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THE JOURNAL OF SPORTS MEDICINE AND PHYSICAL FITNESS
A Journal on Applied Physiology, Biomechanics, Preventive Medicine,
Sports Medicine and Traumatology, Sports Psychology
Indexed/Abstracted in: Chemical Abstracts, CINAHL, Current Contents/Clinical Medicine, EMBASE, PubMed/MEDLINE, Science Citation Index Expanded (SciSearch), Scopus
Impact Factor 1,111
Original articles BODY COMPOSITION, SPORT NUTRITION AND SUPPLEMENT (ERGOGENICS)
The Journal of Sports Medicine and Physical Fitness 2004 March;44(1):44-8
Postexercise increase of free fatty acids. A qualitative indicator for free fatty acid utilisation during exercise?
Vobejda C. 1, Simon G. 2, Zimmermann E. 1
1 Sportmedizin, University Bielefeld, Bielefeld, Germany
2 Sportmedizin Institut, Sportschule der Bundeswehr Warendorf, Germany
Aim. The purpose of this study was to verify the hypothesis that the postexercise increase (PEI) of plasma free fatty acid (FFA) concentrations after cessation of exercise is a suitable qualitative indicator for the FFA utilisation during the foregoing exercise.
Methods. Fourteen, 17 and 23 healthy subjects participated in 3 test series performing several prolonged exercise protocols (PEP) on a bicycle ergometer. During and after cessation of the PEP heart frequency, lactate and FFA were measured.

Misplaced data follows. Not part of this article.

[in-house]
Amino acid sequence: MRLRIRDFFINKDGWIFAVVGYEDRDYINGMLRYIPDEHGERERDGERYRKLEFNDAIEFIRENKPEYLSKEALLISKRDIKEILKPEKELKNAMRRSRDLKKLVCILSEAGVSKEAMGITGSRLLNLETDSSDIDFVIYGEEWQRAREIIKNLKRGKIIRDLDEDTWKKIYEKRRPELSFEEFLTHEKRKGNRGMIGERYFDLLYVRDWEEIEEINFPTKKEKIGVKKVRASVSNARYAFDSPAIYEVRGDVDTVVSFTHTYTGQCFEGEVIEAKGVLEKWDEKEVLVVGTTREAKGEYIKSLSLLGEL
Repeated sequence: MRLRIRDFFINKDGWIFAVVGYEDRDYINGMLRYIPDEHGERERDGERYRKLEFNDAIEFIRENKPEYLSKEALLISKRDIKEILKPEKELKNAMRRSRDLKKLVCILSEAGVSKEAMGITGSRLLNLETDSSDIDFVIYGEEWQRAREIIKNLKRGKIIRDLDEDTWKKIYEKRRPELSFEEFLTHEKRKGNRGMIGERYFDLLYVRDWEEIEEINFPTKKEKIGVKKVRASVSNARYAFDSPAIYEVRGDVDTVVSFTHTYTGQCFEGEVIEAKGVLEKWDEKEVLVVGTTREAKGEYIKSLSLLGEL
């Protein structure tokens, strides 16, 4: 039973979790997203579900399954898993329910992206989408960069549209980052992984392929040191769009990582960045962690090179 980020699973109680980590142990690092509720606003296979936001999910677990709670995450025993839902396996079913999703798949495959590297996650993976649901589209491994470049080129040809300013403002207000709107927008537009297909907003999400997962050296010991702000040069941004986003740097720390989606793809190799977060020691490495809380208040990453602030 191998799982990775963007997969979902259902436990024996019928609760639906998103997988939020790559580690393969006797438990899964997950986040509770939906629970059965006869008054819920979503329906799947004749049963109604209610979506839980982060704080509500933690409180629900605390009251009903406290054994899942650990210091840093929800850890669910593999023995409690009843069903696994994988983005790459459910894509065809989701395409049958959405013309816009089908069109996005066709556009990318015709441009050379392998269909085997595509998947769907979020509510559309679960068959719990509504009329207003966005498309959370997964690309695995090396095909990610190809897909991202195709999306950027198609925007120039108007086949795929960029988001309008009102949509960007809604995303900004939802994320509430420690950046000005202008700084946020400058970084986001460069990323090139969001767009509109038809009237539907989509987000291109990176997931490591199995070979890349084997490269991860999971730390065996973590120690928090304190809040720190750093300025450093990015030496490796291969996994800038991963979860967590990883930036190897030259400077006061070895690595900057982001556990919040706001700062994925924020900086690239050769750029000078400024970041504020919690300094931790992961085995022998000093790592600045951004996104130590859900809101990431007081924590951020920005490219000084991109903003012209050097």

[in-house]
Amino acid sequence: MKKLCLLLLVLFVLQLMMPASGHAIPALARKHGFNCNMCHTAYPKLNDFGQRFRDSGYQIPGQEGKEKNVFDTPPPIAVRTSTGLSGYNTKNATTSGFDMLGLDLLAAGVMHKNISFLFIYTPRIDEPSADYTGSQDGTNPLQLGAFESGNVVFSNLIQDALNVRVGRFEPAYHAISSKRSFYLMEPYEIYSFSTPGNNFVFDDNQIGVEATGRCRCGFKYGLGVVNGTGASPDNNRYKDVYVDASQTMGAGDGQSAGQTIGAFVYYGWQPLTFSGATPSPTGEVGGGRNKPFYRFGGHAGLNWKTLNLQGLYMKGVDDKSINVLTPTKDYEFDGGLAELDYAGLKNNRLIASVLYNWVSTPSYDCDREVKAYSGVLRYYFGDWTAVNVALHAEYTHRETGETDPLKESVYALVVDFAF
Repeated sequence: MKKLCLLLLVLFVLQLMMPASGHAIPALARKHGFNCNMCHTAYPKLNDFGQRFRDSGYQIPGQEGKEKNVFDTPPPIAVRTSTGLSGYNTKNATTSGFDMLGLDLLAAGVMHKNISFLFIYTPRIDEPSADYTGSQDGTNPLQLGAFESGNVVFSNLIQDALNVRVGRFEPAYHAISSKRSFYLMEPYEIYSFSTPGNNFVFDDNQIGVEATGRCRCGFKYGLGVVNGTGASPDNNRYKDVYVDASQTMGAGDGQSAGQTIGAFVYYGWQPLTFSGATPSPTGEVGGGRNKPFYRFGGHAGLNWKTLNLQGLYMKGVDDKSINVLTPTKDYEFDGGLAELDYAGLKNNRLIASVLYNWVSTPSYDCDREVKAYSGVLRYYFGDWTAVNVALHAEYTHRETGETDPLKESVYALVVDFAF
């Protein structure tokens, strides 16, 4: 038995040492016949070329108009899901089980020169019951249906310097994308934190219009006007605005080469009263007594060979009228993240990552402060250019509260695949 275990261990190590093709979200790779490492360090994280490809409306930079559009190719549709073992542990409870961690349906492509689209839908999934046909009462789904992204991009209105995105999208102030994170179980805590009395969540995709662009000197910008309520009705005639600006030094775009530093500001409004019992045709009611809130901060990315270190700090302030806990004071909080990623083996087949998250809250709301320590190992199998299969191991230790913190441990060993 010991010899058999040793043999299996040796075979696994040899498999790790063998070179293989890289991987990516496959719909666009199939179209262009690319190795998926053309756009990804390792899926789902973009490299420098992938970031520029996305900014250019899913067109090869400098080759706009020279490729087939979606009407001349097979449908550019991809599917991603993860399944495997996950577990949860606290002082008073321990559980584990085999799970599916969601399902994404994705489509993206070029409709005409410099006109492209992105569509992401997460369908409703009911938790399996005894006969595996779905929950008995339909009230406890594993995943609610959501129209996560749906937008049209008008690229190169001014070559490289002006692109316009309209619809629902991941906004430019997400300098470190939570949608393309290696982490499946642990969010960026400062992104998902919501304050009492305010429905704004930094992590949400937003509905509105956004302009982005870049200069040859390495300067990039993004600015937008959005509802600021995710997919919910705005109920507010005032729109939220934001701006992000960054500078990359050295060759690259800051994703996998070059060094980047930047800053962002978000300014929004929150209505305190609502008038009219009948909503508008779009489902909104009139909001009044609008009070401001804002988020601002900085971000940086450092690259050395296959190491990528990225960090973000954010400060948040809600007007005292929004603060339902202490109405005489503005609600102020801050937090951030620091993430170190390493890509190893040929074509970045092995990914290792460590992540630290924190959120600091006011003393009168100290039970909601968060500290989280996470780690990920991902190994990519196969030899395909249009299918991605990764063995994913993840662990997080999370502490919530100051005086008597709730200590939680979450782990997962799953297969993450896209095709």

Results. Fasting resulted in an increase of PEI (90%, p<0.05) and the synergistic use of upper body muscles during cycling caused a significant rise of PEI compared to “regular” cycling (39%, p<0.01). Increasing workload step by step produced continuously rising PEI (p<0.05), only from 42% to 50% of maximal workload PEI decreased by 17% (p=n.s.).
Conclusion. The results support the hypothesis that PEI is a suitable qualitative indicator for FFA utilisation during a foregoing exercise. Furthermore the results indicate that there is a maximum of FFA utilisation in the legs at 40% of maximum workload during cycling and that the upper body muscles contribute substantially to total body FFA turnover at high inten-sities, an aspect to which possibly too little attention has been paid to when quantifying FFA turnover during cycling.